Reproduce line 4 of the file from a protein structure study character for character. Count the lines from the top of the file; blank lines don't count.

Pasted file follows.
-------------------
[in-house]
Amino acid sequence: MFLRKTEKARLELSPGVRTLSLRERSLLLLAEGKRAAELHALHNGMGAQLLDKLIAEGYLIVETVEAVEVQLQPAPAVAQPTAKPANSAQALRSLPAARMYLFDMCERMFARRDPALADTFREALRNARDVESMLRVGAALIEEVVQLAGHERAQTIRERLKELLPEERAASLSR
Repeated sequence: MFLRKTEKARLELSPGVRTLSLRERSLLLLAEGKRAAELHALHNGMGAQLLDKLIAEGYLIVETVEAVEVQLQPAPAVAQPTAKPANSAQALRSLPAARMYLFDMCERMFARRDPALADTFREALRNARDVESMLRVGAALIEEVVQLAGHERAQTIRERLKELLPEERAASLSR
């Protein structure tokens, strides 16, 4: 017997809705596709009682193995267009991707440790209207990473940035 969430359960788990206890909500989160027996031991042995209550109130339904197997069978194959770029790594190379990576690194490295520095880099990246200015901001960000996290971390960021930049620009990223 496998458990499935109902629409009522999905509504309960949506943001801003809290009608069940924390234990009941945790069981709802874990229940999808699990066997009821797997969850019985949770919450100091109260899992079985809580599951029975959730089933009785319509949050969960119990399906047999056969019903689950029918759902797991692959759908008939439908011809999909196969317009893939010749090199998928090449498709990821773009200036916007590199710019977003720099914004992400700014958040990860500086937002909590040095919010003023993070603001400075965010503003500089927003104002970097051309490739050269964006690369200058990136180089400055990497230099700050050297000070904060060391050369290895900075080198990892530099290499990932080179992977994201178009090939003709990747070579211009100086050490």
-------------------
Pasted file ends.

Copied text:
């Protein structure tokens, strides 16, 4: 017997809705596709009682193995267009991707440790209207990473940035 969430359960788990206890909500989160027996031991042995209550109130339904197997069978194959770029790594190379990576690194490295520095880099990246200015901001960000996290971390960021930049620009990223 496998458990499935109902629409009522999905509504309960949506943001801003809290009608069940924390234990009941945790069981709802874990229940999808699990066997009821797997969850019985949770919450100091109260899992079985809580599951029975959730089933009785319509949050969960119990399906047999056969019903689950029918759902797991692959759908008939439908011809999909196969317009893939010749090199998928090449498709990821773009200036916007590199710019977003720099914004992400700014958040990860500086937002909590040095919010003023993070603001400075965010503003500089927003104002970097051309490739050269964006690369200058990136180089400055990497230099700050050297000070904060060391050369290895900075080198990892530099290499990932080179992977994201178009090939003709990747070579211009100086050490």